Medicaid Consumes More of Federal Aid to States and Localities

Medicaid has tripled as a share of federal outlays to state and local governments since 1980.
by | September 26, 2012 AT 1:00 PM

Over the last three decades, Medicaid has swallowed more and more of federal support to states, according to a new report from the Government Accountability Office, increasing from 15 percent of federal grants to state and local governments in 1980 to 45 percent in 2011.

In sheer dollars, federal Medicaid payments in 1980 equaled $33.7 billion and overall grants to state and local governments were $220.6 billion. By 2011, federal Medicaid contributions had ballooned to $274.9 billion, and overall grants sat at $606.8 billion. Medicaid outlays now makes up 7.6 percent of the entire federal budget, up from 2.4 percent in 1980.

With the Medicaid expansion under the health-care reform law set to take effect in 2014, and the federal government covering 100 percent of those costs, that percentage is likely to increase. The Centers for Medicare and Medicaid Services (CMS) have estimated that federal Medicaid spending will increase by more than 25 percent in 2014, to $356.3 billion.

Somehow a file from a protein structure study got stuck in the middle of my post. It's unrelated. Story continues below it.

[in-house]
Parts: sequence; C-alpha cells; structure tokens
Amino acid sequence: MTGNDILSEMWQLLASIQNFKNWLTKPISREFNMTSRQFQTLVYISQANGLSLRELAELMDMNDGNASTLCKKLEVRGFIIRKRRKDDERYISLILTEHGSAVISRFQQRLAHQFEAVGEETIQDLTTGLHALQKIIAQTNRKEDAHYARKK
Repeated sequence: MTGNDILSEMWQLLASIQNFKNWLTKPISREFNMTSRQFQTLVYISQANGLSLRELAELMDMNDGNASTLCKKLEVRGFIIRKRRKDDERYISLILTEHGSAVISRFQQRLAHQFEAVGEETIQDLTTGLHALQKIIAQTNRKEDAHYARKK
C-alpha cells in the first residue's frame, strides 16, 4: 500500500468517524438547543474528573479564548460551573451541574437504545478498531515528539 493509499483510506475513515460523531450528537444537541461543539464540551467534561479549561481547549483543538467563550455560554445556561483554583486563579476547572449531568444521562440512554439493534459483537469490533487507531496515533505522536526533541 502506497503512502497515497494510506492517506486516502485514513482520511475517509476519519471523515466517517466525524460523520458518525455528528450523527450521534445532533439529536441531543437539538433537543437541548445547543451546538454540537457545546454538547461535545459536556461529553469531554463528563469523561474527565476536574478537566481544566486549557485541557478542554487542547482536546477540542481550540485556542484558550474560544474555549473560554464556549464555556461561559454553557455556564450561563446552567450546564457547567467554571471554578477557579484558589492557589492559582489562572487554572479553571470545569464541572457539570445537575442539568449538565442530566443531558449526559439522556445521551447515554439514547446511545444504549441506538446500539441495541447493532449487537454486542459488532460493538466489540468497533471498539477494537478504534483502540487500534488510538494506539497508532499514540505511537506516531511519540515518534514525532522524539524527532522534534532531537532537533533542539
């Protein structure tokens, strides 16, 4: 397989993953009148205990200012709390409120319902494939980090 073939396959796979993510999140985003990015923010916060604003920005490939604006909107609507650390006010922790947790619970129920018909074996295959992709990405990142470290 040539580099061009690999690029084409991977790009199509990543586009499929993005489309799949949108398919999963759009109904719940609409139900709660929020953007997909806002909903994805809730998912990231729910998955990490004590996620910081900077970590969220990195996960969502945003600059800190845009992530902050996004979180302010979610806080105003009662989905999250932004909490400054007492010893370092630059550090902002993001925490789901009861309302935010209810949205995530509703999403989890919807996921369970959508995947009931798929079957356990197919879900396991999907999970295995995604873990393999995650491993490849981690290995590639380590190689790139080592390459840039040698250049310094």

Excluding Medicaid, other Health and Human Services (HHS) programs comprise 12 percent ($72.9 billion) of federal grants to state and local government, still the largest category. Education follows at 11 percent ($68.2 billion), then transportation at 10 percent ($60.9 billion) and housing and urban development at 7 percent ($41.2 billion). Agriculture (6 percent; $34.3 billion) and other programs (9 percent, $54.3 billion) bring up the rear.

Overall, though the dollar figure has increased substantially, state and local grants as a percentage of the federal budget have been fairly stable: 15.5 percent in 1980 and 16.8 percent in 2011.

The shift has been in priorities. While Medicaid and HHS grants have grown, others have flatlined or declined. Education, training, employment and social services have dropped from around 25 percent of state and local grants in 1980 to less than 20 percent in 2011. Transportation grants have hovered between 15 and 10 percent. Community and regional development support has stagnated below 10 percent.

The full GAO report is below.